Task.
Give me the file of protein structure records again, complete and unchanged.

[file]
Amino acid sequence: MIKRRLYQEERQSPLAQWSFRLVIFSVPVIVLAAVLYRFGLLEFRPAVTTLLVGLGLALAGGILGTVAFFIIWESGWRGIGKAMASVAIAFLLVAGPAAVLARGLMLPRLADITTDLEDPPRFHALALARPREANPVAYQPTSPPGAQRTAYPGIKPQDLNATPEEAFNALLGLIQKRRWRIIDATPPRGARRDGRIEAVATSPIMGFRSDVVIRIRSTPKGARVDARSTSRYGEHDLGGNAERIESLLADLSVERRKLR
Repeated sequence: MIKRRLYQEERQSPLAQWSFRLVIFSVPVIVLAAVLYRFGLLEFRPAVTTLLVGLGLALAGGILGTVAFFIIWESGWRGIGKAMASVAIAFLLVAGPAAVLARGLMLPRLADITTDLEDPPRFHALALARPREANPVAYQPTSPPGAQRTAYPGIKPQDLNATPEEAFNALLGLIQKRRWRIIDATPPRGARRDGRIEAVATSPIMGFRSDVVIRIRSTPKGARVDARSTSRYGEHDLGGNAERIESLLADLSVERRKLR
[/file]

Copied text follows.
Amino acid sequence: MIKRRLYQEERQSPLAQWSFRLVIFSVPVIVLAAVLYRFGLLEFRPAVTTLLVGLGLALAGGILGTVAFFIIWESGWRGIGKAMASVAIAFLLVAGPAAVLARGLMLPRLADITTDLEDPPRFHALALARPREANPVAYQPTSPPGAQRTAYPGIKPQDLNATPEEAFNALLGLIQKRRWRIIDATPPRGARRDGRIEAVATSPIMGFRSDVVIRIRSTPKGARVDARSTSRYGEHDLGGNAERIESLLADLSVERRKLR
Repeated sequence: MIKRRLYQEERQSPLAQWSFRLVIFSVPVIVLAAVLYRFGLLEFRPAVTTLLVGLGLALAGGILGTVAFFIIWESGWRGIGKAMASVAIAFLLVAGPAAVLARGLMLPRLADITTDLEDPPRFHALALARPREANPVAYQPTSPPGAQRTAYPGIKPQDLNATPEEAFNALLGLIQKRRWRIIDATPPRGARRDGRIEAVATSPIMGFRSDVVIRIRSTPKGARVDARSTSRYGEHDLGGNAERIESLLADLSVERRKLR